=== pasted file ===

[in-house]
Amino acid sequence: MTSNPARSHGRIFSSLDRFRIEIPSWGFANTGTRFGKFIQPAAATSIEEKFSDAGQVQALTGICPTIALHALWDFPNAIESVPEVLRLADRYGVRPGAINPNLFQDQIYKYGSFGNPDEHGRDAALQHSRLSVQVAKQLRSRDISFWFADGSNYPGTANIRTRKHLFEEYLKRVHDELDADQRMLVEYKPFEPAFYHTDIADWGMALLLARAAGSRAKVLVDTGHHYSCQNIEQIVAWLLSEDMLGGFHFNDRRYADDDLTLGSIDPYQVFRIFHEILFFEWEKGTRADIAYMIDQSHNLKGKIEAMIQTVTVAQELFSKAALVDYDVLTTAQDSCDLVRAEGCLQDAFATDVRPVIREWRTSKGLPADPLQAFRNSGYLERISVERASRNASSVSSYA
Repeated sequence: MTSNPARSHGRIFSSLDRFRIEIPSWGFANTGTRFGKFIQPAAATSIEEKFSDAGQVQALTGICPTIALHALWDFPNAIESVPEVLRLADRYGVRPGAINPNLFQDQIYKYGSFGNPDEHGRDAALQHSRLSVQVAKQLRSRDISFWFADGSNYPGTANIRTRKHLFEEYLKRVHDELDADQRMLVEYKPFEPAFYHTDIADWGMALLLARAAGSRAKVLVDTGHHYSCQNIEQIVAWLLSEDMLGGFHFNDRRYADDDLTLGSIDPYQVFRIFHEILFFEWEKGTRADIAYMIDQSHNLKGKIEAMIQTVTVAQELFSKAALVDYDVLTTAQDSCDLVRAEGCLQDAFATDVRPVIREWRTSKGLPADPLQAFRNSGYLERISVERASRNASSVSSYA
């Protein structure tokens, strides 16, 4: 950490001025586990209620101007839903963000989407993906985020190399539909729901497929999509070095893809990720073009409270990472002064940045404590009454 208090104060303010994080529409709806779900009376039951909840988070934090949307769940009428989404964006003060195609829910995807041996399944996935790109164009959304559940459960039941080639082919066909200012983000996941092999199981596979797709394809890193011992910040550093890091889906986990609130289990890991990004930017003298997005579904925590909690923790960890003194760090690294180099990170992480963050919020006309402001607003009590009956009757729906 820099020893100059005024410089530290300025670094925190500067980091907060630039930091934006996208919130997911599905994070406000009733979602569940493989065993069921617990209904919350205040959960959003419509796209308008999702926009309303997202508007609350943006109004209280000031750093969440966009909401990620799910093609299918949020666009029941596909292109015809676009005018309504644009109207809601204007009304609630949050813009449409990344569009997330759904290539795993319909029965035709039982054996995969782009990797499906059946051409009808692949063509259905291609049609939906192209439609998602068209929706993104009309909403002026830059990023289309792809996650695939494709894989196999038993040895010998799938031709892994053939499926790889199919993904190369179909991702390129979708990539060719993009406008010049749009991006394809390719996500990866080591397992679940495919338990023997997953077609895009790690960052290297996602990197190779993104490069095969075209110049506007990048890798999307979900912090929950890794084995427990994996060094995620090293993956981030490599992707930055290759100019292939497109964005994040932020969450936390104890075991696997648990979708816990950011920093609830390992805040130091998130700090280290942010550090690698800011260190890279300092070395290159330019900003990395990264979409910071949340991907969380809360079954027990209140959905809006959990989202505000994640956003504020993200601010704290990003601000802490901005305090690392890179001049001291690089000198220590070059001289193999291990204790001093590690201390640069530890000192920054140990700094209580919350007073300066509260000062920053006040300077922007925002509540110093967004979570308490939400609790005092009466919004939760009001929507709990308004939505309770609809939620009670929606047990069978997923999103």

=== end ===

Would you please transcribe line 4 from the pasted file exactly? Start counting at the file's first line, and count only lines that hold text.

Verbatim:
């Protein structure tokens, strides 16, 4: 950490001025586990209620101007839903963000989407993906985020190399539909729901497929999509070095893809990720073009409270990472002064940045404590009454 208090104060303010994080529409709806779900009376039951909840988070934090949307769940009428989404964006003060195609829910995807041996399944996935790109164009959304559940459960039941080639082919066909200012983000996941092999199981596979797709394809890193011992910040550093890091889906986990609130289990890991990004930017003298997005579904925590909690923790960890003194760090690294180099990170992480963050919020006309402001607003009590009956009757729906 820099020893100059005024410089530290300025670094925190500067980091907060630039930091934006996208919130997911599905994070406000009733979602569940493989065993069921617990209904919350205040959960959003419509796209308008999702926009309303997202508007609350943006109004209280000031750093969440966009909401990620799910093609299918949020666009029941596909292109015809676009005018309504644009109207809601204007009304609630949050813009449409990344569009997330759904290539795993319909029965035709039982054996995969782009990797499906059946051409009808692949063509259905291609049609939906192209439609998602068209929706993104009309909403002026830059990023289309792809996650695939494709894989196999038993040895010998799938031709892994053939499926790889199919993904190369179909991702390129979708990539060719993009406008010049749009991006394809390719996500990866080591397992679940495919338990023997997953077609895009790690960052290297996602990197190779993104490069095969075209110049506007990048890798999307979900912090929950890794084995427990994996060094995620090293993956981030490599992707930055290759100019292939497109964005994040932020969450936390104890075991696997648990979708816990950011920093609830390992805040130091998130700090280290942010550090690698800011260190890279300092070395290159330019900003990395990264979409910071949340991907969380809360079954027990209140959905809006959990989202505000994640956003504020993200601010704290990003601000802490901005305090690392890179001049001291690089000198220590070059001289193999291990204790001093590690201390640069530890000192920054140990700094209580919350007073300066509260000062920053006040300077922007925002509540110093967004979570308490939400609790005092009466919004939760009001929507709990308004939505309770609809939620009670929606047990069978997923999103």